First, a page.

This collaborative teaching program inspired both the students and instructors. The visiting instructor Surajit Sarkar from Delhi presented his views through lectures about Indian history and culture, while he also talked of how to ‘see’ a city you do not know. It was his first visit to China and his own experience of an unknown urban place inspired the students to imagine Delhi, reading the city through the photo exhibition. Students learned how to read a city through people, through their everyday lives, through their own eyes and experiences and through the narratives of others. It is about how to respect history and places, and reflect on our own city and neighborhood.
For example, one of the students, half Japanese and half Chinese, living in Shanghai, knows the city well but had never thought about how others see his city. ‘Others’ does not only refer to immigrants or visitors but also people who have been living here for long and who have witnessed the changes. This student was so inspired by the program that he now plans to interview his family and ask them to tell their stories about their shared memories and places.
We, the instructors, were also inspired by this teaching approach. It connected lectures, workshops and site visits. It linked a city where we live and a city that we have never been to. We worked together to get to know each other and each other’s cities. We also worked together to assemble the fragments of the cities in our own fields, the history, the architecture, the monuments and the landscape, thus integrating the fragmentized images of the cities from different fields and views, through the lens of different people who lived, live and will live in these great cities.
With the increasing popularity of global studies and world history, it makes sense to emphasize the unique role that cities play. As urban studies today direct the analytic gaze beyond Euro-America, to cities at the edge of the western world that were once ‘off the map’, it examines the interconnections and congruence between them. Recognizing the commercial, cultural, and intellectual networks grounded in cities, and capturing their expressions in everyday life, brings together photography and urban scholarship to analyze the history of an uneven global urban fabric.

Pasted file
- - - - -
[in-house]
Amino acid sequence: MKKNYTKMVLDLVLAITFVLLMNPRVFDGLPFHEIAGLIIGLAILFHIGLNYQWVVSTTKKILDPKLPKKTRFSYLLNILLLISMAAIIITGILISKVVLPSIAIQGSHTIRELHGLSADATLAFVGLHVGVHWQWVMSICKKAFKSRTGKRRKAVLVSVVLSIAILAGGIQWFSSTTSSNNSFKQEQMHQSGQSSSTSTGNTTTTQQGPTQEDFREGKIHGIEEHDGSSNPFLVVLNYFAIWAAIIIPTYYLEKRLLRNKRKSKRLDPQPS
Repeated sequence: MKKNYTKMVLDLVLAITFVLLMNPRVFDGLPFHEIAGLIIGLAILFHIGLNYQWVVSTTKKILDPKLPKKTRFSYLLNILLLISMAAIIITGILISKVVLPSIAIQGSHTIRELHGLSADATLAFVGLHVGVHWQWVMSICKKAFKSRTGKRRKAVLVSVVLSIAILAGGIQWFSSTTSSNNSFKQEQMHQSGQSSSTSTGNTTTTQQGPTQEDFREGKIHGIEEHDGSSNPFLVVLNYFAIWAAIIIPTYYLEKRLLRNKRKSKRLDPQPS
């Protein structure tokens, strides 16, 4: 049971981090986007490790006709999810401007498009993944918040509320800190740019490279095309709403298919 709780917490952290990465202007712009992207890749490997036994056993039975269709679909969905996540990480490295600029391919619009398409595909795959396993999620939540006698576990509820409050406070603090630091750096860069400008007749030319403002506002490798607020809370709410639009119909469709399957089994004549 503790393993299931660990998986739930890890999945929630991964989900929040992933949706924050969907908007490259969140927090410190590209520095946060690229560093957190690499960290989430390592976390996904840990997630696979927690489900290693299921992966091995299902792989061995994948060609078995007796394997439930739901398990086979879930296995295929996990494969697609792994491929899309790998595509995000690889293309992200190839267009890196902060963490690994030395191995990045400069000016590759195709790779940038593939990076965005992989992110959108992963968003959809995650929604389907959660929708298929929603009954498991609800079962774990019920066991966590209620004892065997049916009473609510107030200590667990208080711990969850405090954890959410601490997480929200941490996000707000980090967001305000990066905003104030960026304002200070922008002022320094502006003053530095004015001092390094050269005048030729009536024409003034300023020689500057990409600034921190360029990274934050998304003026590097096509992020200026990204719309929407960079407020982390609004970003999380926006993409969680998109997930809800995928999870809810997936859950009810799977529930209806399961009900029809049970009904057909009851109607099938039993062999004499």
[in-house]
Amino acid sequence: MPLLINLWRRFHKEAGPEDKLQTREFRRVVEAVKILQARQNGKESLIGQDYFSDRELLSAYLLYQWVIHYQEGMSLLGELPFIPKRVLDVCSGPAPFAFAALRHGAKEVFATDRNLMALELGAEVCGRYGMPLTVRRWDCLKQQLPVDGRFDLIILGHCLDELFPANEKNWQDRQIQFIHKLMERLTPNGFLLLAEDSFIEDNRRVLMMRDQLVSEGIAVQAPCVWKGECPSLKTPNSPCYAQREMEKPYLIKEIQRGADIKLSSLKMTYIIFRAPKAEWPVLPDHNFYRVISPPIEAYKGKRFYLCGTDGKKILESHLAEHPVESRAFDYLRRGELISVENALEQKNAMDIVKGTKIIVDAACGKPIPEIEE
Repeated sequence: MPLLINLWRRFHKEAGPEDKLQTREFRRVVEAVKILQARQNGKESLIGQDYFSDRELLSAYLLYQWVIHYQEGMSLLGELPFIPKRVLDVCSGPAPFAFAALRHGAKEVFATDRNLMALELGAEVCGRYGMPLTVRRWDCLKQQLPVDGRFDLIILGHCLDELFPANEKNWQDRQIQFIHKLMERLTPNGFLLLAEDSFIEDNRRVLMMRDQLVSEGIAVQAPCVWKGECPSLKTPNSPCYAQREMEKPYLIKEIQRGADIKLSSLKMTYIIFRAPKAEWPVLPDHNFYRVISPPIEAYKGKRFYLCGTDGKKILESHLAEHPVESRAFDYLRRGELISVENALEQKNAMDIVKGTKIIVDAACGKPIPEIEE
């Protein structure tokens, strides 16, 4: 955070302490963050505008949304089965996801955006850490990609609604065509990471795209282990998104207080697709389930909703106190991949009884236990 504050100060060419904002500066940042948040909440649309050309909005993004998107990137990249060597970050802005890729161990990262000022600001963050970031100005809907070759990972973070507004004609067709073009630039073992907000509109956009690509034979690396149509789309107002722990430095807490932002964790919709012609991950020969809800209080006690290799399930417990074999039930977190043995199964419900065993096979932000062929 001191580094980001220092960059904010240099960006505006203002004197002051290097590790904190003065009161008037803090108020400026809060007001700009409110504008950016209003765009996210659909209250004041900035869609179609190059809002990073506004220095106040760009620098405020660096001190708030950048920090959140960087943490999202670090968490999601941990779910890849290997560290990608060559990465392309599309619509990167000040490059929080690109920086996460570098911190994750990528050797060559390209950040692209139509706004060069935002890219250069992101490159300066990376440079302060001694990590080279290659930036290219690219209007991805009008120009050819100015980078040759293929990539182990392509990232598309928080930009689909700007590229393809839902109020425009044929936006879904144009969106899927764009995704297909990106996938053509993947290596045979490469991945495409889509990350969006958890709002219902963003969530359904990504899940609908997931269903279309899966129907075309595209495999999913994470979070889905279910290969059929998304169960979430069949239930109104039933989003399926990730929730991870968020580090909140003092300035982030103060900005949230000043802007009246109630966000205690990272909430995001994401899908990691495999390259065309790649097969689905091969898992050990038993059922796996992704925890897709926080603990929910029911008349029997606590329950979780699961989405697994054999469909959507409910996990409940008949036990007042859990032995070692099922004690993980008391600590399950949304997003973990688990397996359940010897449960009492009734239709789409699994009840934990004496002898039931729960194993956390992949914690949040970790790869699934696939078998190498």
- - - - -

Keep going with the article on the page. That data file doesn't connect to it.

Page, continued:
The process of creating ‘Dilliwale’, the photo exhibition of the unfamiliar city of Delhi, by students in Shanghai, none of whom had ever seen Delhi, led them to discover other ways of looking at their own city. The process evolved interdisciplinary ways to look at the city – from architecture, history, small trades to crafts, along with images of the city’s past made by residents and local associations. In this way, the participants of the exercise, along with visitors, discovered a way of looking at and understanding the city that goes beyond the monumental and the planned.
As an example of collaborative teaching between different cultures and fields, the focus of the Dilliwale exhibition moved on from history and memory, and the politics of representation to what ‘counts as knowledge’ in humanities and beyond. Even as participants wondered how they would recognize and interpret the cultural differences between the two cities involved, what emerged was the universality of the urban experience - an articulation that was made meaningful as the Dilliwale exhibition drew on portraits of Shanghai to describe the process of city making to an audience, curious about their neighborhood, but unfamiliar with it.
Zhao Xiaomei, Lecturer at Department of Cultural Heritage and Museology, Fudan University, firstname.lastname@example.org
Surajit Sarkar, Associate Professor, Centre for Community Knowledge (CCK), Ambedkar University Delhi, email@example.com
The collaborative teaching program would not have been realized without the support from faculties of FDU and AUD, the researchers at CCK, AUD and the Humanities Across Borders program (HaB). Special thanks to Prof. Zhaohui Liu, Dr Saiping Ma and Dr Ding Shi from FDU, Dr Aarti Kawlra and Dr Philippe Peycam from HaB. We appreciate the wonderful students who have curated the exhibition and made everything possible.